Don’t you find it weird that Africa’s richest man Aliko Dangote has said he needs 38 visas to travel within the continent on his Nigerian passport yet us that have European passports can waltz into most Africans countries visa-free?????? But most importantly don’t you find it weird that our own people cannot even afford to be tourists in their own countries let alone the continent. They don’t see Africa the way that we see it, they don’t see how amazing it really is and how much beauty their countries possess.
African nations were supposed to scrap visa requirements for all African citizens by 2018 but here we are in 2019 and it’s still one of the huge restrictions that stop Africans from travelling. To date, Seychelles and Mauritius are two of the few nations where visa-free travel is open to all Africans – as well as to citizens of every nation – as it always has been. It’s so sad to me that most Africans will die only having ever known their own countries, but even then not to its full extent. The things that we Westerners do when we tour Africa, such as Safari trips, staying in hotels located in the jungle and extreme activities such as zip lining – most Africans cannot afford to do. How weird is it that city breaks in Europe are so cheap, even cheaper than a train to London yet city breaks in Africa are a completely different story. Africans make up more than 12% of the world’s population but less than 3% of the world’s passengers. None of this makes sense!!!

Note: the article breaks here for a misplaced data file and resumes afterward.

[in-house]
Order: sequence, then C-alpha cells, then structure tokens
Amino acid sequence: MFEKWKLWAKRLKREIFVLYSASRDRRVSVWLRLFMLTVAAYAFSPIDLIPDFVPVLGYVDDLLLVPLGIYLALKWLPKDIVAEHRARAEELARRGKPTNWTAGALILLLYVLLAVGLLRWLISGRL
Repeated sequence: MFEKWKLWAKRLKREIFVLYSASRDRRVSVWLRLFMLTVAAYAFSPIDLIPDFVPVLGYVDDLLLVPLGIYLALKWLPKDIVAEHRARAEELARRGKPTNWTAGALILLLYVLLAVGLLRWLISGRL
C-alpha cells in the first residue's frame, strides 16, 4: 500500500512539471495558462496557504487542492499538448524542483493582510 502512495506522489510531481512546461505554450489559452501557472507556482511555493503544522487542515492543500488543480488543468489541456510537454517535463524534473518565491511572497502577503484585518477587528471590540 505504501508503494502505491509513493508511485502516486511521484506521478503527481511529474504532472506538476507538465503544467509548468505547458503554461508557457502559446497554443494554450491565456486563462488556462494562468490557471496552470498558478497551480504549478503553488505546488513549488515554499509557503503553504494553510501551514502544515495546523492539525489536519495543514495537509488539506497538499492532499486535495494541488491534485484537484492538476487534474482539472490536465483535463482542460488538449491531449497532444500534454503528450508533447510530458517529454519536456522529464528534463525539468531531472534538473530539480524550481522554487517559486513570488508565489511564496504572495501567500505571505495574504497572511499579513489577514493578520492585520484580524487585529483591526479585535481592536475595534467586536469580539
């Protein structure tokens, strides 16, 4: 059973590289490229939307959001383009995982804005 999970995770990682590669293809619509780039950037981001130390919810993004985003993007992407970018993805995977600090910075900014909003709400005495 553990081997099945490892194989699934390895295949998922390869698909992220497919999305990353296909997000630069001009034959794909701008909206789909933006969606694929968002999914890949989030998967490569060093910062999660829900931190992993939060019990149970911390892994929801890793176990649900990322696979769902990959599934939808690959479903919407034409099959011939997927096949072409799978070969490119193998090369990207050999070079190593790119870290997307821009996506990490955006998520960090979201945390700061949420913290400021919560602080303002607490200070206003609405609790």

Why do we need a #VisaFreeAfrica?
According to the World Bank, intra-African trade is more expensive than trade in any other region. According to the report, one African supermarket chain spends $20,000 every week to get import permits for just one country. So how can Africa progress when there are so many restrictions?
The benefits of lifting restrictions
The Schengen visa is a good example of the advantages of increased mobility – combined with good air, rail and road connectivity it has made Europe the biggest destination for tourists in the world. In 2014, almost 1.7 people living in Europe worked in another Schengen country, and about 3.5 million people crossed internal Schengen-area borders each day. Around 24 million business trips and 57 million cross-border goods movements were also recorded in the Schengen area that year.
Bilateral net trade between members of the Schengen area increased by 0.09% every year.
In Africa, Seychelles, one of the few completely visa-free countries. After adopting the policy, Seychelles saw an average 7% increase per year in international tourism into the country between 2009 and 2014. When Rwanda abolished work permits for East African citizens, the country’s trade with Kenya and Uganda increased by at least 50%.
Africa integration – a work in progress
While a Visa Free Africa may pose some security concerns, no empirical evidence exists to support this. The pros definitely outweigh the cons with increased tourism, job creation and overall economic growth.
Leaders like President Paul Kagame and organizations such as the African Development Bank have extended their full support. As a private company doing business in Africa, NAS is doing its part by exclusively partnering with the Kigali Shapers to support #VisaFreeAfrica, a global campaign to facilitate mobility in Africa.
#VisaFreeAfrica We need it sooner rather than later!